The article quotes the company as saying that higher levels of the “natural compound” (found already in the human body) that is targeted by active ingredients in Basis has been associated with improved health in older mice, and that the pill has not been studied in humans. However, the article doesn’t tell us anything about the mouse studies directly: What sort of “improved health” did researchers find in the mice? Have researchers studied the active ingredients in Basis, or just the compound that these ingredients target?
To be clear, the story also quotes skeptical researchers who are asking very similar questions. For example: “What does it mean, to improve metabolic health? And what exactly is being repaired in the body? And is the outcome the same for everyone?” But did the story pose these tough questions to the company and fail to get a response? If so, a brief acknowledgment of that effort would have earned the story a satisfactory rating here.
Another route to a satisfactory score would have been to summarize some previous studies involving the active ingredients in Basis, such as pterostilbene.
The story suggests that supplements such as Basis “have to be shown to be safe for humans to take” prior to being sold, and the story does not mention any potential harms. This language will likely give readers a false sense of security. How can we be sure that a product is “safe for humans to take” if it’s never been tested in humans? Even if we don’t know what specific harms might occur with this supplement, the story could have referenced examples of previous supplements that passed regulatory muster but were subsequently shown to cause serious harm (e.g. ephedra). It could also have mentioned the harm to your wallet of spending $700 a year on an untested product.
We thought the story could have done a better job of grilling the Nobel laureates associated with this company. For example, it lets one of them suggest that their product is somehow better than the supplements sold at Whole Foods and CVS, where “you see miles of dietary supplements and vitamins” that have “no scientific basis.” In fact, a supplement that’s never been tested in humans also has little if any scientific basis for being sold.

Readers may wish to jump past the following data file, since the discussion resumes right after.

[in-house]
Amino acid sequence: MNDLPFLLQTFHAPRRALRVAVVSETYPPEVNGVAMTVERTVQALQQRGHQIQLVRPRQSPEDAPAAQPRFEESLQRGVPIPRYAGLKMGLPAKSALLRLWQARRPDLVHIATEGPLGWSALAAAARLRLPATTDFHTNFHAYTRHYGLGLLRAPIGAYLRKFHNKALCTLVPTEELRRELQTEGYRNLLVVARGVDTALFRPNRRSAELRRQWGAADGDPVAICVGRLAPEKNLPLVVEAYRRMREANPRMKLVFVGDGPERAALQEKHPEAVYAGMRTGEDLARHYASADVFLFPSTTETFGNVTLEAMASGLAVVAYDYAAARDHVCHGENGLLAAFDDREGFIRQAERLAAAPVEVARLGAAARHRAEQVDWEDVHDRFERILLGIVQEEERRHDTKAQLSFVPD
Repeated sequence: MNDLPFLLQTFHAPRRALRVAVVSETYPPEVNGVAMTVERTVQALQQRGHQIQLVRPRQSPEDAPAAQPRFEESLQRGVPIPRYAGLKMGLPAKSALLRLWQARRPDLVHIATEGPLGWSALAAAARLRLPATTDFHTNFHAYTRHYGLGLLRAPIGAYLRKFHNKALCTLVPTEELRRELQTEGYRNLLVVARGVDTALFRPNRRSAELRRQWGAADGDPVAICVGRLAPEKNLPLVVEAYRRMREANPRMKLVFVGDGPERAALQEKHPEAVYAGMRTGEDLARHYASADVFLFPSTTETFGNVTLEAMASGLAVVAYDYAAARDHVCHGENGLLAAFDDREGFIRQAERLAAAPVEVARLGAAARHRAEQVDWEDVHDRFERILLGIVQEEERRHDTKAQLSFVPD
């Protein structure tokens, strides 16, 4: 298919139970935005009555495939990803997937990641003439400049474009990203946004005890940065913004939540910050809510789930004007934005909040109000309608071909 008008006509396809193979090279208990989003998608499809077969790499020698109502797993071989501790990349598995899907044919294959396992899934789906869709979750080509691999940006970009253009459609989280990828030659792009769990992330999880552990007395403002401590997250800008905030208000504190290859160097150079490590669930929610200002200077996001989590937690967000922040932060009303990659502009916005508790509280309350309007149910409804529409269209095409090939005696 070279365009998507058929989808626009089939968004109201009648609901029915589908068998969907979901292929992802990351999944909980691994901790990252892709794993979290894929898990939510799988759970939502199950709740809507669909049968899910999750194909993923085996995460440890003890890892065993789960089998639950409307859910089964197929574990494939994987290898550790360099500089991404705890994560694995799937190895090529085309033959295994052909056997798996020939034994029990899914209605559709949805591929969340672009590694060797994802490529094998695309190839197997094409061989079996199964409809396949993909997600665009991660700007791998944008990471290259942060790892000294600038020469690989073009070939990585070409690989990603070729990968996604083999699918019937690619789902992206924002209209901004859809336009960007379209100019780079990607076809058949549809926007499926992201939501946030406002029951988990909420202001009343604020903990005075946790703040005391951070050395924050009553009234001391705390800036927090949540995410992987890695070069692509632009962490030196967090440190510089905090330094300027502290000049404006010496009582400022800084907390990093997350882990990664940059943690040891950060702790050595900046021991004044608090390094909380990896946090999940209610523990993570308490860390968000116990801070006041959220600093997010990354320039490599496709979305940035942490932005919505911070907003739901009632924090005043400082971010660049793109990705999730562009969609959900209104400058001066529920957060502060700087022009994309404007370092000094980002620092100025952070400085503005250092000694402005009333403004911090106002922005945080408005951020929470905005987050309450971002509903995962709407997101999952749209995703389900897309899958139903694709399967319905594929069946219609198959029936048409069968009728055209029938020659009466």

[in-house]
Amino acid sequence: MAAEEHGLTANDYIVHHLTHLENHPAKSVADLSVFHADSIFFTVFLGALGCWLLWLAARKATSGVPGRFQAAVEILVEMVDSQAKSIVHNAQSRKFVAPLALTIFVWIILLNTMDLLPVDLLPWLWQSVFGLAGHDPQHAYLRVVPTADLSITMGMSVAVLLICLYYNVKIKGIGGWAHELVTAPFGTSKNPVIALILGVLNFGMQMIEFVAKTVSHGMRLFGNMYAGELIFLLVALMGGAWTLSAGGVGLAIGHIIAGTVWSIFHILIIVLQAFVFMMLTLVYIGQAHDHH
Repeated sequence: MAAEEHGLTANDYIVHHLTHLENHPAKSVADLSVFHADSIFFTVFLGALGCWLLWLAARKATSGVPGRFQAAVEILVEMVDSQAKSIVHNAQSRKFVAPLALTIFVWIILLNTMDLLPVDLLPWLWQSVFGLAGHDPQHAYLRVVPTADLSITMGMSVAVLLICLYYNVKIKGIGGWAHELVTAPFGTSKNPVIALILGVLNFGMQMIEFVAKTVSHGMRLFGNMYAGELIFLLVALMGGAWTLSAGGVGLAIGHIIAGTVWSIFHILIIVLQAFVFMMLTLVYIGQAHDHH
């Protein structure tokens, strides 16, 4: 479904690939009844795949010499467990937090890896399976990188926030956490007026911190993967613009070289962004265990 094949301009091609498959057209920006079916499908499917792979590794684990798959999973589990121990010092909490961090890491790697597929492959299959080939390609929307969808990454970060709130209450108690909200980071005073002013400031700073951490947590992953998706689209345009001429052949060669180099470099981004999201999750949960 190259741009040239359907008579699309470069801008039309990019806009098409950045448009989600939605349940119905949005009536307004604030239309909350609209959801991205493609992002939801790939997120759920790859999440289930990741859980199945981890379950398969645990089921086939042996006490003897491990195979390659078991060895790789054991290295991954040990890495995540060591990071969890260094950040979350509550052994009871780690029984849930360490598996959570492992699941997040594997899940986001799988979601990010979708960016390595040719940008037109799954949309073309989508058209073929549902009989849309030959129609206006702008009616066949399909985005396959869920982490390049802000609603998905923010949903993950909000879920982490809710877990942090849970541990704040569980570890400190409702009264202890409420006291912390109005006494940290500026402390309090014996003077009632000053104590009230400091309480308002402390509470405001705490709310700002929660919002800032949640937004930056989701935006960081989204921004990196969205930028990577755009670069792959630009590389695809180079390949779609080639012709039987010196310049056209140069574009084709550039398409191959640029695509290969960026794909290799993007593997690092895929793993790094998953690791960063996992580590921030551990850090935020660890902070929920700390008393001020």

The story does redeem itself later on by explaining the lack of evidence in humans with respect to the Basis pill and dietary supplements in general. Example: “there is no scientific evidence yet that the pill would produce the same beneficial effect in humans as in mice.”
The premise of the new supplement — one that is never challenged by the story — is that aging is somehow a “condition” that needs to be treated with a new medicine. Loss of muscle and other aspects of aging are normal changes that people experience as they age — not conditions in need of a cure. The framing of aging as a “condition” opens the door to expensive and untested approaches that waste money and encourage the use of more pills that can interact unpredictably. The story should have done more to resist this framing.
The article quotes a reputable source who provides an appropriately skeptical view — one of the strongest aspects of this piece
We give the story credit for mentioning that each of the active ingredients in Basis are already available in separate pills. But since the story is about a company that claims to offer healthier aging in a pill, we thought it was especially important to mention non-chemical approaches that are also associated with healthy aging, such as a good diet and exercise. The story didn’t do that.
The article mentions the pill will be available online and debuted on Tuesday.
The story provides excellent context for this product. It explains that the active ingredients are sold separately, but this is the first time this particular compound has been produced.
The article goes beyond any press release